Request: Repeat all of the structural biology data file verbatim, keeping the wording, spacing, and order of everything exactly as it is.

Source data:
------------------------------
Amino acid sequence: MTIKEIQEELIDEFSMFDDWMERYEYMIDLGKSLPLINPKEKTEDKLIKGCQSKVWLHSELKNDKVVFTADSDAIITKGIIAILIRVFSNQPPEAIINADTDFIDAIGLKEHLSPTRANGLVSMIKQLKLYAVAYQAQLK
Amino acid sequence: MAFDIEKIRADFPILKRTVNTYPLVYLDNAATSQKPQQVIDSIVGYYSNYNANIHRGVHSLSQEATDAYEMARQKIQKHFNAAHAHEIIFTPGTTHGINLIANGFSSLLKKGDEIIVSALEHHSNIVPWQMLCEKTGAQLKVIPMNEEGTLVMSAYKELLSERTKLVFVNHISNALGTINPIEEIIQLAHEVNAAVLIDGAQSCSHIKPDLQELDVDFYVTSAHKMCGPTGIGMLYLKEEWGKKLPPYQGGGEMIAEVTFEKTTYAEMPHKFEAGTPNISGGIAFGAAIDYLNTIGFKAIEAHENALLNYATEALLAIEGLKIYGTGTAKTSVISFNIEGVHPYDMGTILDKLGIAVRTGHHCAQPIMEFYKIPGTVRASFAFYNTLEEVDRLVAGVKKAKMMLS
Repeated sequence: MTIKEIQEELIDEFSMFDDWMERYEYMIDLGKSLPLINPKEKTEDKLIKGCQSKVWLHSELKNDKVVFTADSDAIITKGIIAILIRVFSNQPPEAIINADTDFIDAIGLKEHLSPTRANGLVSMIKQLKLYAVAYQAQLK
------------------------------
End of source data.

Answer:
Amino acid sequence: MTIKEIQEELIDEFSMFDDWMERYEYMIDLGKSLPLINPKEKTEDKLIKGCQSKVWLHSELKNDKVVFTADSDAIITKGIIAILIRVFSNQPPEAIINADTDFIDAIGLKEHLSPTRANGLVSMIKQLKLYAVAYQAQLK
Amino acid sequence: MAFDIEKIRADFPILKRTVNTYPLVYLDNAATSQKPQQVIDSIVGYYSNYNANIHRGVHSLSQEATDAYEMARQKIQKHFNAAHAHEIIFTPGTTHGINLIANGFSSLLKKGDEIIVSALEHHSNIVPWQMLCEKTGAQLKVIPMNEEGTLVMSAYKELLSERTKLVFVNHISNALGTINPIEEIIQLAHEVNAAVLIDGAQSCSHIKPDLQELDVDFYVTSAHKMCGPTGIGMLYLKEEWGKKLPPYQGGGEMIAEVTFEKTTYAEMPHKFEAGTPNISGGIAFGAAIDYLNTIGFKAIEAHENALLNYATEALLAIEGLKIYGTGTAKTSVISFNIEGVHPYDMGTILDKLGIAVRTGHHCAQPIMEFYKIPGTVRASFAFYNTLEEVDRLVAGVKKAKMMLS
Repeated sequence: MTIKEIQEELIDEFSMFDDWMERYEYMIDLGKSLPLINPKEKTEDKLIKGCQSKVWLHSELKNDKVVFTADSDAIITKGIIAILIRVFSNQPPEAIINADTDFIDAIGLKEHLSPTRANGLVSMIKQLKLYAVAYQAQLK